“Frederick Wiseman burst onto the scene in 1967 with what remains his most controversial film, a detached yet rigorous examination of the conditions at a mental health facility. Set in Massachusetts’ Bridgewater State Hospital for the criminally insane, the film peers relentlessly at the routine humiliations enacted by the guards upon the inmates, which range from forced nudity, bullying, and tube feeding—not to mention a bizarre talent show that inspired the film’s title. Filled with unforgettable images and powerful, pointed editing,Titicut Follies is not only an artistic triumph—it exacted real social change.”–Metrograph
Preserved by the Library of Congress National Audio-Visual Conservation Center from original camera negatives in the Zipporah Films Collection. Photo courtesy Zipporah Films.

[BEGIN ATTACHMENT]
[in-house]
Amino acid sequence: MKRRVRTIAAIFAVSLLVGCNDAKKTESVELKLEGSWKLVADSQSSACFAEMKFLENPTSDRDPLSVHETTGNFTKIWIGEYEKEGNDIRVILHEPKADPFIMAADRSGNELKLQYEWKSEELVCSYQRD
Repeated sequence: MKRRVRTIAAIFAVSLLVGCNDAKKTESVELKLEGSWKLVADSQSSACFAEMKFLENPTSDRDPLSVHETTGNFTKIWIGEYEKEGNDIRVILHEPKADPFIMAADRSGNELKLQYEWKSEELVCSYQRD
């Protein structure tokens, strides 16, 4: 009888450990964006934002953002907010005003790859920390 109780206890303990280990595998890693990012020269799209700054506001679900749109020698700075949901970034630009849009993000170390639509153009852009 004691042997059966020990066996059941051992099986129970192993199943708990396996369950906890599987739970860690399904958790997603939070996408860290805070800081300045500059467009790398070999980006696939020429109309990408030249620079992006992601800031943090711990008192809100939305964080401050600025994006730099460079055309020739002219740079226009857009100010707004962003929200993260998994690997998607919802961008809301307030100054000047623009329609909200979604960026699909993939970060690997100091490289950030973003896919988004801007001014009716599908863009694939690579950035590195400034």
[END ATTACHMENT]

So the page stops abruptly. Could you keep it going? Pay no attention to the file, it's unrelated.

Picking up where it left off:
$15 general admission
$10 Silver Screen Club Friends
Admission is free to all Silver Screen Club members at the Director level and above.
Appears in: Special Screenings
Other Films by Frederick Wiseman
“From 1967 to the present, Frederick Wiseman has built one of the most formidable bodies of work in cinema. His masterfully constructed documentaries (Wiseman has a sense of structure and of character to rival that of any fiction filmmaker) have examined the inner workings of institutions, undertakings, and ways of life great (WELFARE) and small …
In this fly-on-the-wall examination of the surrealism of the everyday, Wiseman points his camera at the flagship luxury department store Neiman Marcus in Dallas, Texas, during the 1982 holiday season and the height of fame of landmark TV series Dallas. Wiseman, granted unprecedented access to the store’s day-to-day operations, from sales meetings to showrooms, shows us …
After spending much of the 1960s and early 1970s examining the complexity of official institutions of American life—the school, the court, the military, bureaucracy—Wiseman here turns his lens toward the food industry, specifically the production of beef and lamb. At times grisly but wholly incisive, MEAT is more than a precursor to politically aware documentary …